Google offers a Career Credentials Program, integrated with Coursera, and boasts that the program has helped put nearly 170,000 Americans in new jobs. But they are now expanding that program from Coursera to local community colleges and learning institutions, where learners can get the best of both worlds: traditional, broad education while focusing on acquiring Google Career Certificates at the same time, credentials that lead directly to employment.
And Google is not the only organisation that is doing so. LinkedIn Learning offers 16,000 asynchronous courses through a subscription service resulting from the acquisition of Lynda.com in 2015. Microsoft, the parent company of LinkedIn, acquired TakeLessons for the same purpose. The University of South Australia (UniSA) joined forces with LinkedIn Learning to help learners expand their professional skill set with pathways into a range of university degrees. These can then be applied to a range of undergraduate and postgraduate degree programmes and education certificates including Business, Information Technology, Digital Media, Data Science and Communication. Students who complete selected Learning Pathways on LinkedIn Learning are eligible to receive course credit into a UniSA degree (with digital credential) upon successful completion of an online assessment.
Similarly, the University of Huddersfield was chosen by LinkedIn Learning to be part of a new international education partnership that includes just six other universities from across the globe and will be able to offer people who complete select LinkedIn Learning online learning paths the opportunity to gain official academic credit.
Facebook recently released two new credentials through their career programs, and graduates get access to an exclusive job board upon completion of the course. Other free or low-cost training programs include Grow with Google, IBM Learning, and Salesforce.
However, many educators are not fans of this new dynamic. The reasons are simple: the narrowly vocational focus of micro-credentials that they feel is anti-lifelong learner, and the reductionist nature of it.
What’s the answer? There isn’t a specific clear one, and to quote a Facebook relationship status, “It’s complicated.”
Higher education completion rates are often a large discussion. The question of why a learner does not complete a degree or course can be complex, and related to finances, individual goals, changing personal priorities, and more.
When asked in our 2021 Employability Outcomes Survey recently, just under 16% were underemployed for personal reasons like caring for a loved one, travel, or starting a family. Another 25% discovered they were passionate about another career field or industry which they then pursued.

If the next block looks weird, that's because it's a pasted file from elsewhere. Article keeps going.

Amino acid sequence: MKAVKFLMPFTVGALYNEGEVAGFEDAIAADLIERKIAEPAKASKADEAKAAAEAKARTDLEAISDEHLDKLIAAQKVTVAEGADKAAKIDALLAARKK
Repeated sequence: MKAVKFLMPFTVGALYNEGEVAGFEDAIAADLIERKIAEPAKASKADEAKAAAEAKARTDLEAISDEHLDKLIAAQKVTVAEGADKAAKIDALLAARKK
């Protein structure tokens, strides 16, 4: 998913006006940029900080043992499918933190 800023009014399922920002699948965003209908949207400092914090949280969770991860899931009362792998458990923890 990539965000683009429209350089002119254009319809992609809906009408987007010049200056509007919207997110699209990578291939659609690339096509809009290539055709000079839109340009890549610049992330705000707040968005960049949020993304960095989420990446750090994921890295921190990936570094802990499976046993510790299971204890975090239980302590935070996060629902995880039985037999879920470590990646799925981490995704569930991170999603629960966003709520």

It’s also important to understand innovation: what it is, and who innovators are. Because inevitably the question of “Do micro-credentials and narrowly vocational focused certifications discourage lifelong learning?” must be followed by the question, “Should everyone be a lifelong learner?”
To tackle the first question, one could argue that with an average job tenure of around 4 years, and a frequent desire to change careers, micro-credentials may actually encourage lifelong career learning. However, even innovators must specialise, and so one could argue that lifelong learning applies to everyone, just differently for those who seek to be innovators and not necessarily “typical” career works, if such a thing even still exists.
As Jones states in Burden of Knowledge, “Innovators must further choose a specific area of knowledge to learn. They choose their degree of specialisation as a trade-off between the costs and benefits of education: greater knowledge leads to increased innovative potential, but it also costs more to acquire.” This lines up with Einstein’s declaration that “Everything I have learned, I have learned from standing on the shoulders of giants.”
The issue is that as knowledge and literature grows, that climb onto the shoulders of giants gets more challenging, a part of the reason that a bachelor’s degree doesn’t mean as much to an employer as it once did. The education system has not failed: there is simply more knowledge to be gained in any given field than at any other time in history. “Innovators also seek to avoid crowding: other things equal, the greater the density of innovators in a particular area of knowledge, the less expected income each will earn,” Jones continues. “The equilibrium defines the educational decisions of innovators - the total amount of education they seek, their degree of specialisation, and their consequent propensity to form teams.”